LOCAL WOMAN MISSING. A NOVEL by Mary Kubica, Park Row Books, 2021
I was looking forward to starting this book. I was intrigued by the teaser on the inside jacket and I’d never read anything by this author.
Waaahoooo! Time to dive in.
The books begins with a very strong prologue that caught my attention immediately and held it. Chapter one was similar in that it was emotional, riveting, and the character was fascinating, but it all fell apart after that.
After the initial emotional buy-in on my part as the reader, I felt like the chapters would never end.
Oh my god, this book took me forever to read.
I did keep going though as I wanted to see where the author was going with the story line. (This can be my downfall, but damn it, I spent $20 on this and I want my monies worth).
Unfortunately, the story line went straight down hill.
It seemed like the author was so hung up on leaving red herrings that she forgot how smart her readers actually are.
There were things like a female police officer lying… she didn’t want to upset one of the characters. Give me a frikken break.
And a huge discovery because of the keen observational skills of a teen who looked at a picture taken over ten years ago. OMG! Seriously?!
These are just a couple of examples.
It’s sad, but the plot holes are numerous, enormous and glaring.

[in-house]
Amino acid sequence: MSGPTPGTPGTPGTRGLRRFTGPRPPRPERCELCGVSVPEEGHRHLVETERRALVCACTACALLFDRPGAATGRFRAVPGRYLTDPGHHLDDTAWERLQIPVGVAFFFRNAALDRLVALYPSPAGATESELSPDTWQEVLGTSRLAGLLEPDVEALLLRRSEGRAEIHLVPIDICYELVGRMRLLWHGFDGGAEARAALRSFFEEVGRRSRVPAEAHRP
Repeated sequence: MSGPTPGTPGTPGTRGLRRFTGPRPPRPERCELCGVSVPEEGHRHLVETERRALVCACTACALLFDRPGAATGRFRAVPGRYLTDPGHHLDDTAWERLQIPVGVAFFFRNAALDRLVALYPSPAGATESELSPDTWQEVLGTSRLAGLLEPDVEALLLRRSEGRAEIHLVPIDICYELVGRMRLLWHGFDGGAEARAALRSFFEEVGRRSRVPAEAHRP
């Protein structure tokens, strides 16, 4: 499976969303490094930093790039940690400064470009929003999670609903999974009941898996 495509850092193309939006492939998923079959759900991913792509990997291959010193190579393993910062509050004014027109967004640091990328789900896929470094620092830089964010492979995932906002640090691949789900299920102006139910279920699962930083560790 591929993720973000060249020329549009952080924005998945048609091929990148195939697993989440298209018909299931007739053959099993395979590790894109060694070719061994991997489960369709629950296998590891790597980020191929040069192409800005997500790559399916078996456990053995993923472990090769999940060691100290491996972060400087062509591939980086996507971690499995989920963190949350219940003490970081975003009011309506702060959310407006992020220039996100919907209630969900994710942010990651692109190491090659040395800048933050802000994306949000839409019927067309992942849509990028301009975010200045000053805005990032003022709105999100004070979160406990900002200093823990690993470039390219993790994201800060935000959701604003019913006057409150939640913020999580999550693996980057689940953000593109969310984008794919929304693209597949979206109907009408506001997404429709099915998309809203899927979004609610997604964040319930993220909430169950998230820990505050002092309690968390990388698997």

The author ties it up with a pretty ribbon at the end and every one lives happily-ever-after which always peeves me off because none of it was earned.
All that happiness is pulled out of thin air and is not even in the least bit believable.
Oh man, so disappointing.
I liked Leo’s chapters for the most part, but the voice was all wrong. He’s supposed to be a teen but speaks like an old lady.
“You’ve got my blanket that makes me feel all sorts of things I’ve never felt inside. But I don’t point it out because I don’t want you to feel weirded out. And besides, externalizing feelings isn’t my thing.”
Really? A kid talking about “externalizing” feelings?
While the writing was okay, it was choppy and elementary. It felt unusually simplistic and near insulting. Here’s an example:
“I lead my students in a short guided meditation. We move into our warm-up. We work our way toward peak pose. I move around the room….”
The entire book is like this and it’s boring.
I chose this book because of four and five star reviews and I’m confused. Am I reading a completely different thing? Am I too picky?
Should I stop using reviews as a reason to buy book?
If you’ve read this book, please let me know your thoughts.
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